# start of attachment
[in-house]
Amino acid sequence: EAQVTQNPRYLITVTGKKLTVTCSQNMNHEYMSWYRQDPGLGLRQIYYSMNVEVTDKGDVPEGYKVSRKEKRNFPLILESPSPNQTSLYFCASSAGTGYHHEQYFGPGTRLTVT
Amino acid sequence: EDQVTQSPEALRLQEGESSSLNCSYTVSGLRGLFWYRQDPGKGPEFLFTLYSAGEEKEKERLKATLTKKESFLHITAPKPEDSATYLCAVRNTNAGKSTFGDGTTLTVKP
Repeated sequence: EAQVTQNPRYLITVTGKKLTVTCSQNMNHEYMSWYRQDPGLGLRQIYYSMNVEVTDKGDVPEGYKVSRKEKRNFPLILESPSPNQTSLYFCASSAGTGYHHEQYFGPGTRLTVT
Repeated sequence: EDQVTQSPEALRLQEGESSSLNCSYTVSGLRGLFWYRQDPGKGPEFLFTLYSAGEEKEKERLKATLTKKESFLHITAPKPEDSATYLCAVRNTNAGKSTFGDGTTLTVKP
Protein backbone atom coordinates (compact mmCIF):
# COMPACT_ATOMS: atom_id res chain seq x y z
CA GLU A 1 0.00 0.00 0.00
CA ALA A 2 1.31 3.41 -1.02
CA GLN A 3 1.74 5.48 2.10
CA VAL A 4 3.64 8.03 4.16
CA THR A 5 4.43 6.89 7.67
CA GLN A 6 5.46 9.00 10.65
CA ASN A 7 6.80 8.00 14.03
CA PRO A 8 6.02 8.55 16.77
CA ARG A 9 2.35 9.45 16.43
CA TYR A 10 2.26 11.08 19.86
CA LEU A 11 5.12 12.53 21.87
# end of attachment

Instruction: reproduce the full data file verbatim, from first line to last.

[in-house]
Amino acid sequence: EAQVTQNPRYLITVTGKKLTVTCSQNMNHEYMSWYRQDPGLGLRQIYYSMNVEVTDKGDVPEGYKVSRKEKRNFPLILESPSPNQTSLYFCASSAGTGYHHEQYFGPGTRLTVT
Amino acid sequence: EDQVTQSPEALRLQEGESSSLNCSYTVSGLRGLFWYRQDPGKGPEFLFTLYSAGEEKEKERLKATLTKKESFLHITAPKPEDSATYLCAVRNTNAGKSTFGDGTTLTVKP
Repeated sequence: EAQVTQNPRYLITVTGKKLTVTCSQNMNHEYMSWYRQDPGLGLRQIYYSMNVEVTDKGDVPEGYKVSRKEKRNFPLILESPSPNQTSLYFCASSAGTGYHHEQYFGPGTRLTVT
Repeated sequence: EDQVTQSPEALRLQEGESSSLNCSYTVSGLRGLFWYRQDPGKGPEFLFTLYSAGEEKEKERLKATLTKKESFLHITAPKPEDSATYLCAVRNTNAGKSTFGDGTTLTVKP
Protein backbone atom coordinates (compact mmCIF):
# COMPACT_ATOMS: atom_id res chain seq x y z
CA GLU A 1 0.00 0.00 0.00
CA ALA A 2 1.31 3.41 -1.02
CA GLN A 3 1.74 5.48 2.10
CA VAL A 4 3.64 8.03 4.16
CA THR A 5 4.43 6.89 7.67
CA GLN A 6 5.46 9.00 10.65
CA ASN A 7 6.80 8.00 14.03
CA PRO A 8 6.02 8.55 16.77
CA ARG A 9 2.35 9.45 16.43
CA TYR A 10 2.26 11.08 19.86
CA LEU A 11 5.12 12.53 21.87